MIT Creates Glow-In-The-Dark Plants

New Zealand’s 1 billion tree-planting goal is proof that society is recognizing nature’s benefits. Anyway, city trees do cut down community expenses by up to $500 million. Besides producing oxygen, plants reduce air pollution and carbon emissions — and can now light up in the dark.

A team of MIT engineers have created living bioluminescent lamps out of watercress plants with the goal of one day replacing conventional electrical lighting with the glowing greenery.

The enzyme responsible for the Green Lantern glow is luciferase, active primarily in fireflies. For now, the plants glow dimly for around 4 hours at a time. With the project continuing to progress, scientists are hoping to at least pull leafy desk lamps from the experiment.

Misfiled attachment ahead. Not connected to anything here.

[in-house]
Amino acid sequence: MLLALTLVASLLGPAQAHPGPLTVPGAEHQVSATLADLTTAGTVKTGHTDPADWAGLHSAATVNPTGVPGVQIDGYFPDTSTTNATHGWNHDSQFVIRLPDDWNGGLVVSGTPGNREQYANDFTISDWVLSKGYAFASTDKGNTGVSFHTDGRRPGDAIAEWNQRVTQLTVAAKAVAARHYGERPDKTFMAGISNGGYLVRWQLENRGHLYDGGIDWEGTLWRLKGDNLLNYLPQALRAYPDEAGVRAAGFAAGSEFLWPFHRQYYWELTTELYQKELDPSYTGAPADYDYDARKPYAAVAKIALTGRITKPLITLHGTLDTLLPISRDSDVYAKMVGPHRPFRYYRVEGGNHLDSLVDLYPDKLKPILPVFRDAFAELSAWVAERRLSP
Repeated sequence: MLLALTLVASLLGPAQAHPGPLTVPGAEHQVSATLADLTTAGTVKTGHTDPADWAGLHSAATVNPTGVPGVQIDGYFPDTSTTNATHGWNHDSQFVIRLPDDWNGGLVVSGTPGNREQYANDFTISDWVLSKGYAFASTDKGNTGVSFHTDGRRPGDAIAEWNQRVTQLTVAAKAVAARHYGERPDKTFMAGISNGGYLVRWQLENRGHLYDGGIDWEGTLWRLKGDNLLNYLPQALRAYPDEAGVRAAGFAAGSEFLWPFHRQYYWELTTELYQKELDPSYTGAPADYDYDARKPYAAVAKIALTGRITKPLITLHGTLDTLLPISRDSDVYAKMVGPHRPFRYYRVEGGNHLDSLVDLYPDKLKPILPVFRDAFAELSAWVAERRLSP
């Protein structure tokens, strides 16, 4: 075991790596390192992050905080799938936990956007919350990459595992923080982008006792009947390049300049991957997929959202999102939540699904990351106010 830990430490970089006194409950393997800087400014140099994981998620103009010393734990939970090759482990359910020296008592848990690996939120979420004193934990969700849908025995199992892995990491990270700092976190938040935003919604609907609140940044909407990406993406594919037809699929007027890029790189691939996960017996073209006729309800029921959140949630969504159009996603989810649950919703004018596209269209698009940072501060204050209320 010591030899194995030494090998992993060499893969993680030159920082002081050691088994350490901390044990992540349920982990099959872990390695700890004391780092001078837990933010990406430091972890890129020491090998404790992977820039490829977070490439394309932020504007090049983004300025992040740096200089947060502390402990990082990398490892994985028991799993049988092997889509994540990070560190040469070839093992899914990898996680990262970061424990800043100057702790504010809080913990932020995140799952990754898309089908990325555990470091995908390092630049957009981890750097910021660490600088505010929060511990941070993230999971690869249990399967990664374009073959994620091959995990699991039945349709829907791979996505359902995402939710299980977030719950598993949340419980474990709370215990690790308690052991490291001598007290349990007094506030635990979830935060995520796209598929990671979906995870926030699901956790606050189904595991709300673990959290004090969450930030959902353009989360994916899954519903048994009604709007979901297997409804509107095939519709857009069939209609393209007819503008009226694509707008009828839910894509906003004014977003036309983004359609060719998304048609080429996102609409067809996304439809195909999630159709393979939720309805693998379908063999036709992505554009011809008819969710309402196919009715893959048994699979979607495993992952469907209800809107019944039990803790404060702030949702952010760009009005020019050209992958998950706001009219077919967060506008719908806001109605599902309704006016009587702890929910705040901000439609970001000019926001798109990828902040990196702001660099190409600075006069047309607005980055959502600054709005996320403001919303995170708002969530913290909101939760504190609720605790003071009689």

“The vision is to make a plant that will function as a desk lamp — a lamp that you don’t have to plug in. The light is ultimately powered by the energy metabolism of the plant itself,” says Michael Strano, a Professor of Chemical Engineering at MIT.

If MIT is drafting a customer waitlist, I’m definitely first in line. My electricity bill could use one less zero!

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